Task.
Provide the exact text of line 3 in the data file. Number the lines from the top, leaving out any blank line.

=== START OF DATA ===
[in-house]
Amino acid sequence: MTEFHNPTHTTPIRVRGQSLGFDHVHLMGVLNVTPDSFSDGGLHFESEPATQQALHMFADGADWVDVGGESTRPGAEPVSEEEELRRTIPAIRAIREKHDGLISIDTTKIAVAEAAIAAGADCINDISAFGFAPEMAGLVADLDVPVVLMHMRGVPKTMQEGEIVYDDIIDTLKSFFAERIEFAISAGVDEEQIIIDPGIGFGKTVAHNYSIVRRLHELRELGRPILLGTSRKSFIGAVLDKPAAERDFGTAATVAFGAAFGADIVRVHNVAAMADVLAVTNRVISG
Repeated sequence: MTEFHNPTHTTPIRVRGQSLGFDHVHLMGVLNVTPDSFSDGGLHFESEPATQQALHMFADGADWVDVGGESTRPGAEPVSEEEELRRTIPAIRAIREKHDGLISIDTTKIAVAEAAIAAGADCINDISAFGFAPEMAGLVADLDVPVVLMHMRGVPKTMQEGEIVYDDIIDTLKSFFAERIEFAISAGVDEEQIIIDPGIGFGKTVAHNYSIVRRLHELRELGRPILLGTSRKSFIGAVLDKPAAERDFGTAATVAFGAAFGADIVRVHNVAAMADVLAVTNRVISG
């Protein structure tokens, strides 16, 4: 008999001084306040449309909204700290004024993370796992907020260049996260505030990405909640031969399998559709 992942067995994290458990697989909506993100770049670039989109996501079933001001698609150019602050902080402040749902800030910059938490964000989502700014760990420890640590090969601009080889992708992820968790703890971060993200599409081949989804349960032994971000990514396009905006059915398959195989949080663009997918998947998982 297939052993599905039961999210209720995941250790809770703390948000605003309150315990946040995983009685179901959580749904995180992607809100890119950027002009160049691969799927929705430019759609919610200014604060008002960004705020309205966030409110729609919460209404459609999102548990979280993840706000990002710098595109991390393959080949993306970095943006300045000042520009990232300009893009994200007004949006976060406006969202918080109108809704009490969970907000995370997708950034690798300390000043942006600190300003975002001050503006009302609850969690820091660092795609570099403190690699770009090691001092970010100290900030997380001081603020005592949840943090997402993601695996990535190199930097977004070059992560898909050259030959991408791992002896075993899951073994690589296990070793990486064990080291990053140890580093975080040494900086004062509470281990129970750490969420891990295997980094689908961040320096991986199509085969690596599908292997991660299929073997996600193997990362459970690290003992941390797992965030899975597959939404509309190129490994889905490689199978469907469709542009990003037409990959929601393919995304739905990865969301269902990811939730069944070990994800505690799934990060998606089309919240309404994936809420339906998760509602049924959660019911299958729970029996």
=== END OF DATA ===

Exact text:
Repeated sequence: MTEFHNPTHTTPIRVRGQSLGFDHVHLMGVLNVTPDSFSDGGLHFESEPATQQALHMFADGADWVDVGGESTRPGAEPVSEEEELRRTIPAIRAIREKHDGLISIDTTKIAVAEAAIAAGADCINDISAFGFAPEMAGLVADLDVPVVLMHMRGVPKTMQEGEIVYDDIIDTLKSFFAERIEFAISAGVDEEQIIIDPGIGFGKTVAHNYSIVRRLHELRELGRPILLGTSRKSFIGAVLDKPAAERDFGTAATVAFGAAFGADIVRVHNVAAMADVLAVTNRVISG